global objects order-of-construction & order-of-destruction

Young, Michael
Thu Aug 17 15:02:00 GMT 2006

If there is not a switch for this, there may be other code analysis tools that can catch / flag / report on global objects.  By the way, when it is "not possible" to get away from global objects, the only way I know of dealing with OoC/OoD dependencies is to use Schwartz counters ("original" article can be found in "C++ Gems", but it is widely documented).  Everything else that I've seen is actually a variant on this technique.  If you know of anything else, I'd be interested in it...
  - Mike

-----Original Message-----
From: []On
Behalf Of John Love-Jensen
Sent: Thursday, August 17, 2006 10:04 AM
To: MSX to GCC
Subject: global objects order-of-construction & order-of-destruction

Hi everyone,

Is there any switch in GCC for C++ to disallow global objects (flag them as
an error), or at least a flag to point them out as a warning?

class Foo { };
Foo foo; // <-- I want this flagged!

I know, I know... C++ allows global objects, so it is not an error, let
alone a warning, type of situation.

In large projects (very, very large -- with many DLLs), I've run into
order-of-construction and order-of-destruction in every single project I
have worked on in the past 8 years.

The answer is "Well, don't do that.  Don't use global objects."

The lead engineer would like us to avoid OoC and OoD problems by nipping the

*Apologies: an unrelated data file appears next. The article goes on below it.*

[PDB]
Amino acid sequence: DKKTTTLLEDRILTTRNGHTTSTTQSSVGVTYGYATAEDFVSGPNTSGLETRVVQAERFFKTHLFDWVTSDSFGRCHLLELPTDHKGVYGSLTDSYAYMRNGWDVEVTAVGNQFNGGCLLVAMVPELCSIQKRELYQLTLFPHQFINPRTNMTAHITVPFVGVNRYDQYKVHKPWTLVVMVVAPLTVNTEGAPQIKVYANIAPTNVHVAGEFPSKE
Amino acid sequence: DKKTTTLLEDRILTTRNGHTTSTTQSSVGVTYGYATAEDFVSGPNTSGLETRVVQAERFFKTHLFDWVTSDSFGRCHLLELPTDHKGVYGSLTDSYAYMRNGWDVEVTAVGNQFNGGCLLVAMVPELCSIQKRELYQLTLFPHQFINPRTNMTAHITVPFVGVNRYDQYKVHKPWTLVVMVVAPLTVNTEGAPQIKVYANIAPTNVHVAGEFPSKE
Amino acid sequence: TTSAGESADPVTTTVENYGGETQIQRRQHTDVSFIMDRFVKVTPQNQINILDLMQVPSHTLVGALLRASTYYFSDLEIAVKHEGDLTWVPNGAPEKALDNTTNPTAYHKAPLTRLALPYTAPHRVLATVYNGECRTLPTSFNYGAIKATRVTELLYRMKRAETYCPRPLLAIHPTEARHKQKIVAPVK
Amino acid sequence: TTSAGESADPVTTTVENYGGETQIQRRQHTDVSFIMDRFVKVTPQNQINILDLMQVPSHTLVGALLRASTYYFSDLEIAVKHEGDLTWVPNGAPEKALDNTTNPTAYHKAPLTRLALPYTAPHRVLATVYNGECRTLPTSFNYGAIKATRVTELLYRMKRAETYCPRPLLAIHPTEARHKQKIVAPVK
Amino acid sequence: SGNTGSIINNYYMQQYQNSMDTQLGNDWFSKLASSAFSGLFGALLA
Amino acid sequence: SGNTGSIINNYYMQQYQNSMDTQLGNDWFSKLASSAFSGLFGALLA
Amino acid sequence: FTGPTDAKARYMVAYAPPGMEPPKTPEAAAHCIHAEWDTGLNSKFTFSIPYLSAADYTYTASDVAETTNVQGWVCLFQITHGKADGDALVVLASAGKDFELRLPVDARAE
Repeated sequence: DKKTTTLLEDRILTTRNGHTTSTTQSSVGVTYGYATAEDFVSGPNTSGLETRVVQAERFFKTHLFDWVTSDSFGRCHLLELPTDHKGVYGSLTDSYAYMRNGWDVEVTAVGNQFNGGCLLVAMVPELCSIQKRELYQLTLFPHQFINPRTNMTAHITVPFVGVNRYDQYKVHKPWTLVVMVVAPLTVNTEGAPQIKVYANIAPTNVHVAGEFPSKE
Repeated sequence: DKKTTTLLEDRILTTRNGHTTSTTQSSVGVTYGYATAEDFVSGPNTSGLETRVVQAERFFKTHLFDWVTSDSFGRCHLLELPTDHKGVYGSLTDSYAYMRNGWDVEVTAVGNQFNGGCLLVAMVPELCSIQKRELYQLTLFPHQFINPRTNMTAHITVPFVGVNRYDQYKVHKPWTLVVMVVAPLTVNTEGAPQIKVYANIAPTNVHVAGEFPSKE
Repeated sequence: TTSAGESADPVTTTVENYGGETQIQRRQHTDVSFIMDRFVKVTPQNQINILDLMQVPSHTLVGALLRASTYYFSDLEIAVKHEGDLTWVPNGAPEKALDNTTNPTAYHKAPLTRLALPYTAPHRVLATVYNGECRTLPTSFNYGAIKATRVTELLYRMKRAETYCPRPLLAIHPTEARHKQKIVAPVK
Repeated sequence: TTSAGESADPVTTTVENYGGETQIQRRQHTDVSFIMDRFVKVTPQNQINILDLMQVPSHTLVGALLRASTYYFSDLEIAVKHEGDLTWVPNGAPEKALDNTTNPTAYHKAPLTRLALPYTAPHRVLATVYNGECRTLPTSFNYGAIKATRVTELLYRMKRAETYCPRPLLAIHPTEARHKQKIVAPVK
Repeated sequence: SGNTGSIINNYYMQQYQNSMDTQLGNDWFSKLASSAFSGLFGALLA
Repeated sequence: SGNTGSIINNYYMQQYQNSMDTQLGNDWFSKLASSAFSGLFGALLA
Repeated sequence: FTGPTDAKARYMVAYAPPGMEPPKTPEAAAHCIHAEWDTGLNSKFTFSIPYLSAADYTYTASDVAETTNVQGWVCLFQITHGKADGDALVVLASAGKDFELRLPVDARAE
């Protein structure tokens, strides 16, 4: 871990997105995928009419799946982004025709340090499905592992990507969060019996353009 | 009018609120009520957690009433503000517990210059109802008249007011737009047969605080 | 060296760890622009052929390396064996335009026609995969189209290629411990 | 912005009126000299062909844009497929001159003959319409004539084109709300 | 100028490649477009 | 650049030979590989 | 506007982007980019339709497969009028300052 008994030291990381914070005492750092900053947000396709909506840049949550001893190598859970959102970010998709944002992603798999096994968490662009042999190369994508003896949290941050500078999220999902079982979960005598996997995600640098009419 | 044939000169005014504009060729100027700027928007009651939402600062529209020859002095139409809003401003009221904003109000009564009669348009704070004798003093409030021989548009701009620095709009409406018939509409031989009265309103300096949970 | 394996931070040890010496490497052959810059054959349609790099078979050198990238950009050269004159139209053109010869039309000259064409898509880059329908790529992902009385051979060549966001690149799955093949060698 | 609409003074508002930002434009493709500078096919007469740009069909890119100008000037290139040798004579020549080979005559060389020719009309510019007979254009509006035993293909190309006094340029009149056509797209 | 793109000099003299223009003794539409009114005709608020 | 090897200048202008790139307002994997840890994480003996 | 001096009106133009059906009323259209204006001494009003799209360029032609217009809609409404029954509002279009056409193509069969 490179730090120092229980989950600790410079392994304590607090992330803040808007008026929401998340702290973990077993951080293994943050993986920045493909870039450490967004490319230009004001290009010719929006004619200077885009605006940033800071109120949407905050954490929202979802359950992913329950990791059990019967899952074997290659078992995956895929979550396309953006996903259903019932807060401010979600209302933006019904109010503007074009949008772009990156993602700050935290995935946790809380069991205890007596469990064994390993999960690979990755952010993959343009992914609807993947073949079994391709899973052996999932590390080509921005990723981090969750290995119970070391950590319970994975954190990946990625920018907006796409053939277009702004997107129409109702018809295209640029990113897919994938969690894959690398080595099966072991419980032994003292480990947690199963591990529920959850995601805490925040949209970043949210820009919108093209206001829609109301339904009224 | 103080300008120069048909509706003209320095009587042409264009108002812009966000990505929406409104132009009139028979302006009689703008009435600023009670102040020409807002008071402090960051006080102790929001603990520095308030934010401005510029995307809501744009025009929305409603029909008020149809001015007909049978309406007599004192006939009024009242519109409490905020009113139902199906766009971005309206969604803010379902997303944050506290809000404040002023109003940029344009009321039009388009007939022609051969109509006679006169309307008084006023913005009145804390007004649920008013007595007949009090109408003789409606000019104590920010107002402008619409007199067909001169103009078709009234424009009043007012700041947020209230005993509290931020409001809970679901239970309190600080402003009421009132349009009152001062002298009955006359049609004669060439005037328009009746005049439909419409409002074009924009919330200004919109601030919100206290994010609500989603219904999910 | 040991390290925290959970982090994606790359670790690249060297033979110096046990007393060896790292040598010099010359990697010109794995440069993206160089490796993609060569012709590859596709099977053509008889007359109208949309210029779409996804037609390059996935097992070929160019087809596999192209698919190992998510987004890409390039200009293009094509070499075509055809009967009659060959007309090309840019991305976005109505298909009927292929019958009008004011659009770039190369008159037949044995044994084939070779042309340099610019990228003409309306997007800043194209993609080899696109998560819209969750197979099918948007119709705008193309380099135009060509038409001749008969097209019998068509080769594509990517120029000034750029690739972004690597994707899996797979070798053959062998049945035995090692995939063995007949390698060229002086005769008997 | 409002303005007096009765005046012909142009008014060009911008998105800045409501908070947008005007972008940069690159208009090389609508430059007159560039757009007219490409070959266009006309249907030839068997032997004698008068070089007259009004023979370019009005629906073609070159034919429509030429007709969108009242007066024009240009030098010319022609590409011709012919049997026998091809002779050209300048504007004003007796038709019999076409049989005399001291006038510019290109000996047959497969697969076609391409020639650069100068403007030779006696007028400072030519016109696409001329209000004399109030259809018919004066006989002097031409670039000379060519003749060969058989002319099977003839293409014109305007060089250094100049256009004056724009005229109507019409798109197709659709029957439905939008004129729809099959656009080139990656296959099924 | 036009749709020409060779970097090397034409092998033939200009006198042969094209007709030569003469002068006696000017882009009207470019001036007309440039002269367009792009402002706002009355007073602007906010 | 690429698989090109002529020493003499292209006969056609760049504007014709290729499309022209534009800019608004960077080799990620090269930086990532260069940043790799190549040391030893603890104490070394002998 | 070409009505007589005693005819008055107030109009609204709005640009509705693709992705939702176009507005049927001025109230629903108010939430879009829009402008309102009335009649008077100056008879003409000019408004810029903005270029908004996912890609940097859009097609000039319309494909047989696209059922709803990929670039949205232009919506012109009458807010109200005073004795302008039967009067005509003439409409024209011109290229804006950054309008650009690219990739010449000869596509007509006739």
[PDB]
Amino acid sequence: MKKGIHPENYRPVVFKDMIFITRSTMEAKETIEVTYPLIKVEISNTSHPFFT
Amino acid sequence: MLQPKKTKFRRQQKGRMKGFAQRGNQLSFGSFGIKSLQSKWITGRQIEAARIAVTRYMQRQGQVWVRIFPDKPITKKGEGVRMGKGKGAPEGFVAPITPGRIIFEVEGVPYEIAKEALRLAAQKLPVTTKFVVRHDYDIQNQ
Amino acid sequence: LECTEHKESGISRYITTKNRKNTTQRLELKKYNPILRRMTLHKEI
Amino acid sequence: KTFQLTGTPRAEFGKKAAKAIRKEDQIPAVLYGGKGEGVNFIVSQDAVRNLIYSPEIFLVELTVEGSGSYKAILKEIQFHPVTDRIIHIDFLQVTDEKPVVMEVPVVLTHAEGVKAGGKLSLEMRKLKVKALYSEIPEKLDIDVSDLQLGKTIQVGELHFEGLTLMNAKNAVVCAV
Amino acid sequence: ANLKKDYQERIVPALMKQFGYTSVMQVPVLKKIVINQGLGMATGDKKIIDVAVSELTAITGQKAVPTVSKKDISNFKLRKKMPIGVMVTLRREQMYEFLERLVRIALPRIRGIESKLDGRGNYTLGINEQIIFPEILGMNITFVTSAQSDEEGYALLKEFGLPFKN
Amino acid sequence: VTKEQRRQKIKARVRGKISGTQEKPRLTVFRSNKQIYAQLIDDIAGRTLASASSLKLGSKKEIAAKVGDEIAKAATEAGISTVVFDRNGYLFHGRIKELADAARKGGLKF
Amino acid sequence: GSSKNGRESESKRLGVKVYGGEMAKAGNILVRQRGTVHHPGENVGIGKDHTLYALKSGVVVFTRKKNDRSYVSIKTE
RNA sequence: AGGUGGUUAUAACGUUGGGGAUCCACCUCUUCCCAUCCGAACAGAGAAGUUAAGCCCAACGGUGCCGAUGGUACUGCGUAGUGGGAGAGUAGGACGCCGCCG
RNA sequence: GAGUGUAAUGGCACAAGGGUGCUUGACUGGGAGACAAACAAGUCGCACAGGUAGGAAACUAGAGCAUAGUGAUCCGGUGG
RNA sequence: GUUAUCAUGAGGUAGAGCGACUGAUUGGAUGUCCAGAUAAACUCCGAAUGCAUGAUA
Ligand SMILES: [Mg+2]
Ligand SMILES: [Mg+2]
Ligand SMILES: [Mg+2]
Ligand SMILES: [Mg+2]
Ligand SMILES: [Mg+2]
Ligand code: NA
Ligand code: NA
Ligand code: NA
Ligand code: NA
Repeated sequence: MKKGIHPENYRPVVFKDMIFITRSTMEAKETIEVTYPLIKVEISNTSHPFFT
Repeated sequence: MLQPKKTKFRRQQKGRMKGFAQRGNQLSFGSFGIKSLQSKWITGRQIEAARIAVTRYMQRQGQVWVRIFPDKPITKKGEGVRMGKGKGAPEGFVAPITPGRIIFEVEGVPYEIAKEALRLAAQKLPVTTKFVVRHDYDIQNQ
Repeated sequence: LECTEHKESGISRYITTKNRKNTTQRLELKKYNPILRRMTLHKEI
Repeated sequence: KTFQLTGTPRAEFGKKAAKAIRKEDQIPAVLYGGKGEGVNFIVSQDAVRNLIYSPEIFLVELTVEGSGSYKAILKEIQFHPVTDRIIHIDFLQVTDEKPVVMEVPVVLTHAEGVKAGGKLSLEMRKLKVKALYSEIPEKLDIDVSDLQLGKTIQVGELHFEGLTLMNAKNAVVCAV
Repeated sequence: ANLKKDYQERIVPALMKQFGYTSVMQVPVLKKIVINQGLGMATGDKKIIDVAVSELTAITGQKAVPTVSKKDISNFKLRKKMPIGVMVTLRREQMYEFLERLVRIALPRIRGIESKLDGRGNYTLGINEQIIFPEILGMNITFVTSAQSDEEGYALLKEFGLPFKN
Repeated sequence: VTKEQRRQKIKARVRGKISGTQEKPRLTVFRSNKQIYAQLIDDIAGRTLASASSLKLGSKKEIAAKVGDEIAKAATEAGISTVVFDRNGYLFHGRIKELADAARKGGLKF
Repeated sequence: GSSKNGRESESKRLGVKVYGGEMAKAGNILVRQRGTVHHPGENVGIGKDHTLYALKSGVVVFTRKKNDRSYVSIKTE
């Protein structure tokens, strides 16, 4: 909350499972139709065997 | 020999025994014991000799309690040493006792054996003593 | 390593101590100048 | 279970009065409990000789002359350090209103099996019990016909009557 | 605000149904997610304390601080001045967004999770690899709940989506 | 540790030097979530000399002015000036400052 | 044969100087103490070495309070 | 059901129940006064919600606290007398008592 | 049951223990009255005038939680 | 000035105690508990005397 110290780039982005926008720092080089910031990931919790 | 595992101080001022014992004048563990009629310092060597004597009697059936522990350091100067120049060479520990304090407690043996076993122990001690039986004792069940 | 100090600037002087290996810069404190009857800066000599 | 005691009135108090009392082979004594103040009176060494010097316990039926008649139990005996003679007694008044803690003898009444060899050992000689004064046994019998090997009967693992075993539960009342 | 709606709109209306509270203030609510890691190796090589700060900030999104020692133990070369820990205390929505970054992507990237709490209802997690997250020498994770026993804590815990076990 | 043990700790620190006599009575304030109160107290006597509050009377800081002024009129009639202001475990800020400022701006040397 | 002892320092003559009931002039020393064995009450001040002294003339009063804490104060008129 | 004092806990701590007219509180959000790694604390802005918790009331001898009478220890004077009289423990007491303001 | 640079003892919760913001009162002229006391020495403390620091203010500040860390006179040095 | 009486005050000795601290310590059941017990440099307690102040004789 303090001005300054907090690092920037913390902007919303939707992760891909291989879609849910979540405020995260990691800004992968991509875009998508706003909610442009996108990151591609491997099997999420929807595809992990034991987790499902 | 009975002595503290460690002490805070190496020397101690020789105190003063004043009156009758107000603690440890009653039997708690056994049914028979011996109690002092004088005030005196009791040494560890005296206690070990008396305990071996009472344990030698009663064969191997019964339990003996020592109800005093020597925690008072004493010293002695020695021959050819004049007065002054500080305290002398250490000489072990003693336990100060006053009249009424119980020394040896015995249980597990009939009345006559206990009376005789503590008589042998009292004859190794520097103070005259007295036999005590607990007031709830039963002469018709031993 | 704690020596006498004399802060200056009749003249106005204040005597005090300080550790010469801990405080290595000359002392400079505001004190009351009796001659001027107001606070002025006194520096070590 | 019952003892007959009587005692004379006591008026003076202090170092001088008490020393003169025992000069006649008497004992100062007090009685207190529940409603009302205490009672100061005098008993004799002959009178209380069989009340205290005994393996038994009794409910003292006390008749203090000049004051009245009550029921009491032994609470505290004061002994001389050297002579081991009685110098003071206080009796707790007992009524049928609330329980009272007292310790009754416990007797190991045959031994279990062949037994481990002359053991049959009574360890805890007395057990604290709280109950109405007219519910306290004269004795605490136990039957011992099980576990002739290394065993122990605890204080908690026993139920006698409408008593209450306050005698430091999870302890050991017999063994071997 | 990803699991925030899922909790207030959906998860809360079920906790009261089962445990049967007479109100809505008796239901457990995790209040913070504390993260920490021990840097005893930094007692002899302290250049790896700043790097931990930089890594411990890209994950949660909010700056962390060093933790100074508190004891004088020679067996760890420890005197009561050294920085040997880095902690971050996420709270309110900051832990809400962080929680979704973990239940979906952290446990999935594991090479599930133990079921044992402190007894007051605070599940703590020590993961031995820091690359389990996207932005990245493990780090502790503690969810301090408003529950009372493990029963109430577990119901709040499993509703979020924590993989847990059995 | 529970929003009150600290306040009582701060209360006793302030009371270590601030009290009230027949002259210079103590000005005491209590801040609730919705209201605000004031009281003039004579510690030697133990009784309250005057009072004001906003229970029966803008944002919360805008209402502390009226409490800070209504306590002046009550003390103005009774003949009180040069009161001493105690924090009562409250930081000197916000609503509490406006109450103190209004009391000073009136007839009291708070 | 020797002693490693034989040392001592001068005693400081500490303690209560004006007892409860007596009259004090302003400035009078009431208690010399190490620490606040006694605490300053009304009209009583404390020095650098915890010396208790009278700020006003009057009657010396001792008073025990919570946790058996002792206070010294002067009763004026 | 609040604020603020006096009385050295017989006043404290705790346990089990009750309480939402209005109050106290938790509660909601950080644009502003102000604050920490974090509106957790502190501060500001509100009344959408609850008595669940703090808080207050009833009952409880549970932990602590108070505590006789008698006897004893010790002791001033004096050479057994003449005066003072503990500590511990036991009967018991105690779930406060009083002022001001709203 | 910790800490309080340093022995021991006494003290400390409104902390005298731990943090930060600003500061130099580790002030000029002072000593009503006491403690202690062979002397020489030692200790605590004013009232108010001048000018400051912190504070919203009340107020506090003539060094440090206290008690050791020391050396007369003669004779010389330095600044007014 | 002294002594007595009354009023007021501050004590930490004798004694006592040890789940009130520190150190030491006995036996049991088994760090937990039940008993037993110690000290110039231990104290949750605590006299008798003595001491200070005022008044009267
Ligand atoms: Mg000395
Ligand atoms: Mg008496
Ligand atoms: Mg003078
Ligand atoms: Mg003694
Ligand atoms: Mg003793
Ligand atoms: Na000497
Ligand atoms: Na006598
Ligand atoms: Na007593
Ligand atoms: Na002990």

problem in the bud by fiat -- if there is some easy way to identify & excise
those objects from our code.

So the problem is identifying where those global objects are sneaking into
our application, and excising them.  Perhaps using one of the various
techniques mentioned by Scott Meyers, or one of the Design Patterns to
protect against OoC problems (and I hope, OoD as well).

Hence, compiler error flag on global object?  Or warning flag?  Or some
interesting use of nm and grep?

Any help will be appreciated.  Hmmm... I hope my inquiry isn't off topic for
this forum -- might be a peripherally related GCC question.  I'm
experiencing this problem using GCC due to unordered order-of-destruction,
and not with other compilers (knock on wood) which have LIFO

Oh, and the things that cause problems are usually "live objects" not "dead
structures".  (Although I have seen dead structures that reside in released
DLL's cause problems in a few cases, where another part of the code has a
dangling pointer to the unmapped DLL (DSO's, not SSO's).  But that's a
similar-but-different sort of problem.  And don't get me started on
allocating objects in one private heap, and trying to delete them in a
different heap -- ARRGH!)


PS:  please don't say "use Java".  I'm well aware that Java (or other
well-chosen select languages) don't suffer from this sort of predicament.
I'm already a Java SE 5 sympathizer.

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